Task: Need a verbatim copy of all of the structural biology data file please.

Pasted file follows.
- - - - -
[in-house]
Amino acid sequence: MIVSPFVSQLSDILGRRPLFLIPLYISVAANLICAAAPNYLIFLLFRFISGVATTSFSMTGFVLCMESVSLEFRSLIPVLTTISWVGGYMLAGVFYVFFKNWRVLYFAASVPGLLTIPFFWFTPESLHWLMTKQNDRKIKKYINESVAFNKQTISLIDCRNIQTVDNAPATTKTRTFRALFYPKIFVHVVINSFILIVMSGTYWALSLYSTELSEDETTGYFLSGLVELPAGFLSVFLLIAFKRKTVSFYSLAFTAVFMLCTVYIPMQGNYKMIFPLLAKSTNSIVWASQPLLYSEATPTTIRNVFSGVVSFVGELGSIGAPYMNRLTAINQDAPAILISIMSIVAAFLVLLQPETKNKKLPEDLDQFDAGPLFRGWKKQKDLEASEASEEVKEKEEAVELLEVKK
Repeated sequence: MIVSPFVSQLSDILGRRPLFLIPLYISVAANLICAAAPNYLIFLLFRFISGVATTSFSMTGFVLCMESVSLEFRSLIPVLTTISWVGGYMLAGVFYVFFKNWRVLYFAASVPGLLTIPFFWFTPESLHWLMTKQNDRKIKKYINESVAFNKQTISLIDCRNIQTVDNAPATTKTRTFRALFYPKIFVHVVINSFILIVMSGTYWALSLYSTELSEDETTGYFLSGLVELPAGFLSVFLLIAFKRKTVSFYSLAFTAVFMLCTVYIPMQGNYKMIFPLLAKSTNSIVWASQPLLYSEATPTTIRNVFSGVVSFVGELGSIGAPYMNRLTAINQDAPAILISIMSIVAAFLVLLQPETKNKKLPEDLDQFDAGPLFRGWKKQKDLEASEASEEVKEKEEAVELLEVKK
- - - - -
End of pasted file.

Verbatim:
[in-house]
Amino acid sequence: MIVSPFVSQLSDILGRRPLFLIPLYISVAANLICAAAPNYLIFLLFRFISGVATTSFSMTGFVLCMESVSLEFRSLIPVLTTISWVGGYMLAGVFYVFFKNWRVLYFAASVPGLLTIPFFWFTPESLHWLMTKQNDRKIKKYINESVAFNKQTISLIDCRNIQTVDNAPATTKTRTFRALFYPKIFVHVVINSFILIVMSGTYWALSLYSTELSEDETTGYFLSGLVELPAGFLSVFLLIAFKRKTVSFYSLAFTAVFMLCTVYIPMQGNYKMIFPLLAKSTNSIVWASQPLLYSEATPTTIRNVFSGVVSFVGELGSIGAPYMNRLTAINQDAPAILISIMSIVAAFLVLLQPETKNKKLPEDLDQFDAGPLFRGWKKQKDLEASEASEEVKEKEEAVELLEVKK
Repeated sequence: MIVSPFVSQLSDILGRRPLFLIPLYISVAANLICAAAPNYLIFLLFRFISGVATTSFSMTGFVLCMESVSLEFRSLIPVLTTISWVGGYMLAGVFYVFFKNWRVLYFAASVPGLLTIPFFWFTPESLHWLMTKQNDRKIKKYINESVAFNKQTISLIDCRNIQTVDNAPATTKTRTFRALFYPKIFVHVVINSFILIVMSGTYWALSLYSTELSEDETTGYFLSGLVELPAGFLSVFLLIAFKRKTVSFYSLAFTAVFMLCTVYIPMQGNYKMIFPLLAKSTNSIVWASQPLLYSEATPTTIRNVFSGVVSFVGELGSIGAPYMNRLTAINQDAPAILISIMSIVAAFLVLLQPETKNKKLPEDLDQFDAGPLFRGWKKQKDLEASEASEEVKEKEEAVELLEVKK